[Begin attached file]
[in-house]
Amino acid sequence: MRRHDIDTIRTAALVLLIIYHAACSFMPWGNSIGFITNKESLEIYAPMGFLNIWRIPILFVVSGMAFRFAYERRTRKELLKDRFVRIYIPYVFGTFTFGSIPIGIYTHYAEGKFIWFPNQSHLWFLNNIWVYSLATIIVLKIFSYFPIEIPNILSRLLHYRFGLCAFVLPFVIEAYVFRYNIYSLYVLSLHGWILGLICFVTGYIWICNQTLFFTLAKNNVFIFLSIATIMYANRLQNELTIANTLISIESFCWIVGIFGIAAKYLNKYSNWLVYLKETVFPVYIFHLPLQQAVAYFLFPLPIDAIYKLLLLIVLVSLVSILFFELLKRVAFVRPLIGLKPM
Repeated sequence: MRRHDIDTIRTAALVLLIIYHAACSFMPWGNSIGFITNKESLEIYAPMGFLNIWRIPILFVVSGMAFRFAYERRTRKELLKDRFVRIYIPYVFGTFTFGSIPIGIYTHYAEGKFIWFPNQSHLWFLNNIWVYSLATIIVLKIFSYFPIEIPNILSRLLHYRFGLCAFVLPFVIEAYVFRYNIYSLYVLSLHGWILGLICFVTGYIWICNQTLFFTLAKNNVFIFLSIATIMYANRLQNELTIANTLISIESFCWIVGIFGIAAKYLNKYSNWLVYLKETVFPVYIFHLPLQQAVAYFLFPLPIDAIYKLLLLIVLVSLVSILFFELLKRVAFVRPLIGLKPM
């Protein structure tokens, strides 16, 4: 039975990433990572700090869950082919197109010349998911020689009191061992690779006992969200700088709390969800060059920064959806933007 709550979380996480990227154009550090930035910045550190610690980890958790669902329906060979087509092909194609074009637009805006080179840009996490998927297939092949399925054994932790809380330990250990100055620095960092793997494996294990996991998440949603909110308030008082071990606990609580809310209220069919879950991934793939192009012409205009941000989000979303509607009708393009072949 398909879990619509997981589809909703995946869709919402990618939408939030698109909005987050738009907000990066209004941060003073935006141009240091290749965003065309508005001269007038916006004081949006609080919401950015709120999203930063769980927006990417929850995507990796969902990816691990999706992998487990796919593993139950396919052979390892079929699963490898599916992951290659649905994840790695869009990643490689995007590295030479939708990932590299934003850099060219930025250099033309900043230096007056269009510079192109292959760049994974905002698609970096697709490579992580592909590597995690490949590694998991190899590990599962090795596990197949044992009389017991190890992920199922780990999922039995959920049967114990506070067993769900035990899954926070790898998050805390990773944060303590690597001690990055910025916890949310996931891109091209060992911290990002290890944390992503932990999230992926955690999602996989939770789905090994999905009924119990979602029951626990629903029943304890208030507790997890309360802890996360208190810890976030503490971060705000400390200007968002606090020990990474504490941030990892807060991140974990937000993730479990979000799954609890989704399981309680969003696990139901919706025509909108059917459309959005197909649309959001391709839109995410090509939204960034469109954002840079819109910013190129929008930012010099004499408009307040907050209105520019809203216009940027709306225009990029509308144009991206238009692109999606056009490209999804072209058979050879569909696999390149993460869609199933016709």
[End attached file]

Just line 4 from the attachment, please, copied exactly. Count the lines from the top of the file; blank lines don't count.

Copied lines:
């Protein structure tokens, strides 16, 4: 039975990433990572700090869950082919197109010349998911020689009191061992690779006992969200700088709390969800060059920064959806933007 709550979380996480990227154009550090930035910045550190610690980890958790669902329906060979087509092909194609074009637009805006080179840009996490998927297939092949399925054994932790809380330990250990100055620095960092793997494996294990996991998440949603909110308030008082071990606990609580809310209220069919879950991934793939192009012409205009941000989000979303509607009708393009072949 398909879990619509997981589809909703995946869709919402990618939408939030698109909005987050738009907000990066209004941060003073935006141009240091290749965003065309508005001269007038916006004081949006609080919401950015709120999203930063769980927006990417929850995507990796969902990816691990999706992998487990796919593993139950396919052979390892079929699963490898599916992951290659649905994840790695869009990643490689995007590295030479939708990932590299934003850099060219930025250099033309900043230096007056269009510079192109292959760049994974905002698609970096697709490579992580592909590597995690490949590694998991190899590990599962090795596990197949044992009389017991190890992920199922780990999922039995959920049967114990506070067993769900035990899954926070790898998050805390990773944060303590690597001690990055910025916890949310996931891109091209060992911290990002290890944390992503932990999230992926955690999602996989939770789905090994999905009924119990979602029951626990629903029943304890208030507790997890309360802890996360208190810890976030503490971060705000400390200007968002606090020990990474504490941030990892807060991140974990937000993730479990979000799954609890989704399981309680969003696990139901919706025509909108059917459309959005197909649309959001391709839109995410090509939204960034469109954002840079819109910013190129929008930012010099004499408009307040907050209105520019809203216009940027709306225009990029509308144009991206238009692109999606056009490209999804072209058979050879569909696999390149993460869609199933016709």